In treating depression, rTMS therapy targets the area in the left cerebral hemisphere just a few inches above the temple and beneath the skull. This area is called the left dorsolateral prefrontal cortex (L-DLPFC, see photo). The L-DLPFC is readily accessible to the magnetic field and is highly interconnected with limbic structures, which play a dominant role in mood modulation and major depression.
rTMS is used to treat depression by inducing a current in the L-DLPFC with stimulation by a magnetic field. The stimulations are short but intense, lasting less than a millisecond. The penetration itself holds little energy. Several studies have suggested that rTMS regulates beta adreno-receptors and increases dopamine and serotonin levels.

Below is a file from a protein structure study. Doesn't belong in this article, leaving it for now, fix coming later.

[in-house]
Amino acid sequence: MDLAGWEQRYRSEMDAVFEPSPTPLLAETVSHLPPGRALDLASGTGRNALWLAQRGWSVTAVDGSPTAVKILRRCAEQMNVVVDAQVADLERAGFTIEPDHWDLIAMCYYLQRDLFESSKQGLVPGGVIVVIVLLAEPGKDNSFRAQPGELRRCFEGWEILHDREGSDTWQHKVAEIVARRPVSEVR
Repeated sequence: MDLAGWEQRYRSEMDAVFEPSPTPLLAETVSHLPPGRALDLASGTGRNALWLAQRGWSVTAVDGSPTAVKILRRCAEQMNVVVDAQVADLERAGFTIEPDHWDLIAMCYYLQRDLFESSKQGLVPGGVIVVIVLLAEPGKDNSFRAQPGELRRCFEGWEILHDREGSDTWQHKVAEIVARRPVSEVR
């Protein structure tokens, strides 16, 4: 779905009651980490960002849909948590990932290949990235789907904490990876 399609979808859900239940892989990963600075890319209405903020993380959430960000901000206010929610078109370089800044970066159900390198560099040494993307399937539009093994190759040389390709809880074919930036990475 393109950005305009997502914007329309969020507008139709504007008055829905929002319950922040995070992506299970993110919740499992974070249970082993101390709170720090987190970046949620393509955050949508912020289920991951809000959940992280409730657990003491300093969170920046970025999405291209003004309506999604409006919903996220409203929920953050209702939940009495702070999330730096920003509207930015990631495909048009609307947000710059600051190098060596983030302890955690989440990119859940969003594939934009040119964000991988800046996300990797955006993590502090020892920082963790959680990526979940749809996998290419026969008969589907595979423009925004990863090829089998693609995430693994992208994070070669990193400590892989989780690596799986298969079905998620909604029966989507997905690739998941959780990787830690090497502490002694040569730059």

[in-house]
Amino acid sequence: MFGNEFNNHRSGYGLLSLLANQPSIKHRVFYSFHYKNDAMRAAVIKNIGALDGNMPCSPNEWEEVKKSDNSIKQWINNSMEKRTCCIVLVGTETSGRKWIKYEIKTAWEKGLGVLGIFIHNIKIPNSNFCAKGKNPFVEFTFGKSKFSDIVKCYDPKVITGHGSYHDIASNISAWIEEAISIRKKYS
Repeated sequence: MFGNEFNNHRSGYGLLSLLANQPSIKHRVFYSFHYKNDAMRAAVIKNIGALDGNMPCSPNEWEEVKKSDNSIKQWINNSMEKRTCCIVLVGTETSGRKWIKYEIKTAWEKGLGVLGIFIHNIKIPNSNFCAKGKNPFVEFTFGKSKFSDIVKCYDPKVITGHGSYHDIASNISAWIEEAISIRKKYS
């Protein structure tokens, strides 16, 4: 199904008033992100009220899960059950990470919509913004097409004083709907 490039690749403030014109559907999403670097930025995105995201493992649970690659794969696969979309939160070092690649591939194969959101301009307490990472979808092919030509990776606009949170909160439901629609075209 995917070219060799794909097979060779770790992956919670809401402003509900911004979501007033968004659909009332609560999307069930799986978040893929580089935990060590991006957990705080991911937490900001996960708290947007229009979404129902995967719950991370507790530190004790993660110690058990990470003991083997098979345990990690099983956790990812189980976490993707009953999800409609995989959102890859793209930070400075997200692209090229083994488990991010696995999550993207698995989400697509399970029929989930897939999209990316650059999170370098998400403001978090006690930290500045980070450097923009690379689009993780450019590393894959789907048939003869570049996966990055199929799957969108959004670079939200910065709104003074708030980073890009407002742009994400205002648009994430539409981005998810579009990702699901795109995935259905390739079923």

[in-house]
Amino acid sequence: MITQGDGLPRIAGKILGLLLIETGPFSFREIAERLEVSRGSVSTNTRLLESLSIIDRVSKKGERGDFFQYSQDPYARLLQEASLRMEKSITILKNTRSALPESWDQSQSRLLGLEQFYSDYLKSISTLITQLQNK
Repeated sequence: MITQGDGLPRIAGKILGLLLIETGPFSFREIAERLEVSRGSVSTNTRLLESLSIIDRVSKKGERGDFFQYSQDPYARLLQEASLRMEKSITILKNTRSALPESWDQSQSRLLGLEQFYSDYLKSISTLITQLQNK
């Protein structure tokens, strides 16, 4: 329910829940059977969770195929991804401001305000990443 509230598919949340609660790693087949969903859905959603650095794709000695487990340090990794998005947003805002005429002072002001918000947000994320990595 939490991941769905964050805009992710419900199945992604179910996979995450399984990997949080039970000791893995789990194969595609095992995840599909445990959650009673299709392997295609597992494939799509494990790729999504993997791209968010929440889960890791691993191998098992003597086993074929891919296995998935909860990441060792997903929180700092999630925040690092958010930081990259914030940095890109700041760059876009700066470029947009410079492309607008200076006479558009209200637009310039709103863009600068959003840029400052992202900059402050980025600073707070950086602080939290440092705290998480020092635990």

Some remote brain structures are also believed to be linked to depression. rTMS may alter activity in these structures not directly accessible to the rTMS coil by focal cortical stimulation. The indirect stimulation occurs via trans-synaptic effects. This means that the accessible areas of the brain, such as the L-DLPFC described above, are first directly stimulated by the magnetic field. This direct stimulation may in turn cause the inaccessible areas of the brain to be stimulated.
The human brain is a natural electrical organ that functions by transmitting electrical signals from one nerve cell to another. Brain imaging techniques demonstrate that individuals suffering from depression often display insufficient levels of glucose metabolism, lower blood flow in the L-DLPFC and increased activity in the limbic system. rTMS acts on this process by regulating the flow of interactions between neurons that will appropriately increase or decrease the desired regions to relieve the depression.
Acute treatment for depression consists of 20-30 rTMS sessions, over 4-6 consecutive weeks